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Carlee Russell pleads guilty to faking her own kidnapping in Alabama, gets probation

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An Alabama woman who confessed to lying about being kidnapped has pleaded guilty to criminal charges related to the hoax that set off a national search last summer.

Carlee Russell pleaded guilty in Jefferson County Circuit Court Thursday afternoon to two misdemeanor counts for filing a false police report.

She will be under supervised probation for 12 months, must repay over $17,000 in restitution to the City of Hoover and must complete 100 hours of community service.

Judge David Carpenter suspended Russell’s two six month sentences, saying, “It would be a waste of government resources to put you in jail.”

Russell spoke in court for the first time, acknowledging her actions and apologizing to the community.

“I want to genuinely apologize for my actions, and the resulting negative impact inflicted onto others. I made a grave mistake while trying to fight through various emotional issues and stress,” Russell said. “I’m extremely remorseful for the panic, fear and various range of negative emotions that were experienced across the nation.”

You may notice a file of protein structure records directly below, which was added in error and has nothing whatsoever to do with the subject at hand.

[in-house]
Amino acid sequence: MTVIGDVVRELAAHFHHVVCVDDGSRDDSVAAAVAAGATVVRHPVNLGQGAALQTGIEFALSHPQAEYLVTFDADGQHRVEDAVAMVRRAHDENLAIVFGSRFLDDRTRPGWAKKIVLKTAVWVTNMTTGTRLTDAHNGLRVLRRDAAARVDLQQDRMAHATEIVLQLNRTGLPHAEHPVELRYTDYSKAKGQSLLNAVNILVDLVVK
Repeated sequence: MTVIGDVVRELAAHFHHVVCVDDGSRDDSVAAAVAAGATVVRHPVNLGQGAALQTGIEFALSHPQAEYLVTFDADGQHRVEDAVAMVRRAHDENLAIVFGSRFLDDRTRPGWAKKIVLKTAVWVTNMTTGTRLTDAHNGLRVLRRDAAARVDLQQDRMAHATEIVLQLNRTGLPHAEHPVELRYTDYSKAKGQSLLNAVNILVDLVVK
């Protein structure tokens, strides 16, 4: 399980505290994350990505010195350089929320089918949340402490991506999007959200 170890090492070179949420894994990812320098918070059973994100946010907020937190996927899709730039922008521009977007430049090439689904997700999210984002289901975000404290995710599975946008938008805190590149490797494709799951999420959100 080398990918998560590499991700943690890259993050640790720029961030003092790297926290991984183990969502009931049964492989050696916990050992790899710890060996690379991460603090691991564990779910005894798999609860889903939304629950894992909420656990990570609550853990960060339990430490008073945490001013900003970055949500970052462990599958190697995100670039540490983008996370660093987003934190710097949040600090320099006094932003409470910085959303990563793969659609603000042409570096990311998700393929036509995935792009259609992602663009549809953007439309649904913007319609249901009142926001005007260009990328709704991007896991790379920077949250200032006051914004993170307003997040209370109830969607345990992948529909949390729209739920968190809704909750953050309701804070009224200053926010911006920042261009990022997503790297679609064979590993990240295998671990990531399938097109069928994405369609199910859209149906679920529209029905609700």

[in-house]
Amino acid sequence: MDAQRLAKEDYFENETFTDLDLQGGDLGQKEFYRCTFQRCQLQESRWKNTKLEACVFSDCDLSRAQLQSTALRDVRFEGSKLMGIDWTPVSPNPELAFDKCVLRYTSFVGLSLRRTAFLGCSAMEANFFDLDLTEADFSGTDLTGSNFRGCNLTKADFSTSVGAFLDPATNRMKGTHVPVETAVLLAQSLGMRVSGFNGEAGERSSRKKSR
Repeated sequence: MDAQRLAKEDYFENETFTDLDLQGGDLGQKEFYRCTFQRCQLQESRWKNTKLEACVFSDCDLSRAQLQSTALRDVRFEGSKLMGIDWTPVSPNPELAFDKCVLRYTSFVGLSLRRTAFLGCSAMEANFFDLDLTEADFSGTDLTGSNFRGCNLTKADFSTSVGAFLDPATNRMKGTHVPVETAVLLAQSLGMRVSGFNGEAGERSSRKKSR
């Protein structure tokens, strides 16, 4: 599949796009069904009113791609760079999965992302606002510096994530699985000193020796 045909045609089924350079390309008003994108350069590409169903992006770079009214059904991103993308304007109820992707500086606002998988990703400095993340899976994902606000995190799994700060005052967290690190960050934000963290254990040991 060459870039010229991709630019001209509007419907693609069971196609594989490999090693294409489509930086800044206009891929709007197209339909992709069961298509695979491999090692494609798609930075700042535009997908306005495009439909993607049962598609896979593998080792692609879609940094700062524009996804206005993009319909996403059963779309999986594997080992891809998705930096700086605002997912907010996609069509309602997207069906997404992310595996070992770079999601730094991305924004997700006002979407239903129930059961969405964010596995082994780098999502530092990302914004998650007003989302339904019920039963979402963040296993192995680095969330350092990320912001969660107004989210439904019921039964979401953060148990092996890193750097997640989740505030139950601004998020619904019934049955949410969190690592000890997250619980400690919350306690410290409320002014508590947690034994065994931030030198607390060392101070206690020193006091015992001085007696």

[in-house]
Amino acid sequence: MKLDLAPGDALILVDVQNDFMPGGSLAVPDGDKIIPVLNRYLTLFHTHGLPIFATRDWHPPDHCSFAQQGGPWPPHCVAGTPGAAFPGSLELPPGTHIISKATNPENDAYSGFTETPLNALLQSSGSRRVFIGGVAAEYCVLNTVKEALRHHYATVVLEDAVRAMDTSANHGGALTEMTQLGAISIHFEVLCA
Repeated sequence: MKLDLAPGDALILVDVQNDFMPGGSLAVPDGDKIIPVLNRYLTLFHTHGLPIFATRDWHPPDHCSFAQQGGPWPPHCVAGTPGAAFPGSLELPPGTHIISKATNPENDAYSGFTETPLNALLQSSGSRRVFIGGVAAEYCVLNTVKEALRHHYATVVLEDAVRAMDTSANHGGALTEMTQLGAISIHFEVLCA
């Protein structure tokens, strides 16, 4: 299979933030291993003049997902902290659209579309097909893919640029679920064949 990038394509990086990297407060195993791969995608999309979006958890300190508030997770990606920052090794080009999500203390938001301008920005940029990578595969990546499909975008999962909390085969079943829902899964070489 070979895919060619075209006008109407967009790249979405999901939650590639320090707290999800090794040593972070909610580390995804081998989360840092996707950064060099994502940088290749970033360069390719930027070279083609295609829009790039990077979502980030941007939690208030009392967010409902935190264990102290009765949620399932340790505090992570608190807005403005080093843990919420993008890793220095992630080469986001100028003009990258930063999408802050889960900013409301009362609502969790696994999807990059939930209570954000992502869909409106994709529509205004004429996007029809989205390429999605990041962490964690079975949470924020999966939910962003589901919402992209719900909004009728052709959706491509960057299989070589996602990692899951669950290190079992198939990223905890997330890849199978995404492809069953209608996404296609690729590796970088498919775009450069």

“I want to to specifically acknowledge and take accountability for the pain and embarrassment that I inflicted upon my family, my church family, friends, neighbors, community, and all of those who were directly involved in search efforts for me,” Russell added.

Russell will attend a review hearing on Oct. 16 for a check on the amount of restitution that’s been paid and the completed community service.

Carlethia “Carlee” Nichole Russell
Carlee Russell.Courtesy Hoover Police Department via Facebook

On July 13, Russell, a nursing student, called 911 and reported seeing a child on the interstate in Hoover, Alabama, which is about 10 miles south of Birmingham. She disappeared after the call.

Police found her car and items belonging to her shortly afterward.

Russell showed up at her house after nearly two days of search efforts and headlines about her case. She told police she had been forced into a vehicle and abducted but had escaped her captors and walked home.

Days later, police said they were unable to verify most of Russell’s details about the alleged kidnapping, including claims that she had been taken to a house where a man and a woman forced her to undress while they took nude photos of her.

Police discovered internet searches on Russell’s phone for “if you have to pay for an Amber Alert,” for a one-way ticket from Birmingham to Nashville, Tennessee, and for the movie “Taken,” which is about an abduction.

On July 24, Russell admitted that she had not seen a toddler walking on the side of a highway and that she lied about being kidnapped, her attorney said in a statement.

“My client apologizes for her actions to this community, to the volunteers who were searching for her, to the Hoover Police Department and other agencies as well,” the statement said.

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